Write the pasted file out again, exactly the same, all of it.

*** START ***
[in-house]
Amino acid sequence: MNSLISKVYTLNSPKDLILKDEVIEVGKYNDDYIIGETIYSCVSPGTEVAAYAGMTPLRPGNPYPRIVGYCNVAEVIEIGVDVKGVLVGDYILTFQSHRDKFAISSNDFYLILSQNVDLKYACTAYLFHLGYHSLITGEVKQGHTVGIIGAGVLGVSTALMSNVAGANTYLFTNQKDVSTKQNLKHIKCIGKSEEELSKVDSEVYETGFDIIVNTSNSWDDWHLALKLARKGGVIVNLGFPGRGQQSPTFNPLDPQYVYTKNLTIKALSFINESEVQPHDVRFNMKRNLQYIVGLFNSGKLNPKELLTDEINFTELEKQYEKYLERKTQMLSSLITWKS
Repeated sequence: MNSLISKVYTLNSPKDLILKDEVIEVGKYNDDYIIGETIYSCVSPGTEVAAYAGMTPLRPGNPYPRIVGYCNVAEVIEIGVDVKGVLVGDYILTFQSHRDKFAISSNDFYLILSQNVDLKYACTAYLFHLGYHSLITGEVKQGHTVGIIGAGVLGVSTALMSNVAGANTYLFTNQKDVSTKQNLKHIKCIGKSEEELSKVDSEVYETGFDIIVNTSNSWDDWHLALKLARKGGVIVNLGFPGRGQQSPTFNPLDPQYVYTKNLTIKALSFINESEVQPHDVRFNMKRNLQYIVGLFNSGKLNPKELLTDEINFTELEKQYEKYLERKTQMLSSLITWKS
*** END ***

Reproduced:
[in-house]
Amino acid sequence: MNSLISKVYTLNSPKDLILKDEVIEVGKYNDDYIIGETIYSCVSPGTEVAAYAGMTPLRPGNPYPRIVGYCNVAEVIEIGVDVKGVLVGDYILTFQSHRDKFAISSNDFYLILSQNVDLKYACTAYLFHLGYHSLITGEVKQGHTVGIIGAGVLGVSTALMSNVAGANTYLFTNQKDVSTKQNLKHIKCIGKSEEELSKVDSEVYETGFDIIVNTSNSWDDWHLALKLARKGGVIVNLGFPGRGQQSPTFNPLDPQYVYTKNLTIKALSFINESEVQPHDVRFNMKRNLQYIVGLFNSGKLNPKELLTDEINFTELEKQYEKYLERKTQMLSSLITWKS
Repeated sequence: MNSLISKVYTLNSPKDLILKDEVIEVGKYNDDYIIGETIYSCVSPGTEVAAYAGMTPLRPGNPYPRIVGYCNVAEVIEIGVDVKGVLVGDYILTFQSHRDKFAISSNDFYLILSQNVDLKYACTAYLFHLGYHSLITGEVKQGHTVGIIGAGVLGVSTALMSNVAGANTYLFTNQKDVSTKQNLKHIKCIGKSEEELSKVDSEVYETGFDIIVNTSNSWDDWHLALKLARKGGVIVNLGFPGRGQQSPTFNPLDPQYVYTKNLTIKALSFINESEVQPHDVRFNMKRNLQYIVGLFNSGKLNPKELLTDEINFTELEKQYEKYLERKTQMLSSLITWKS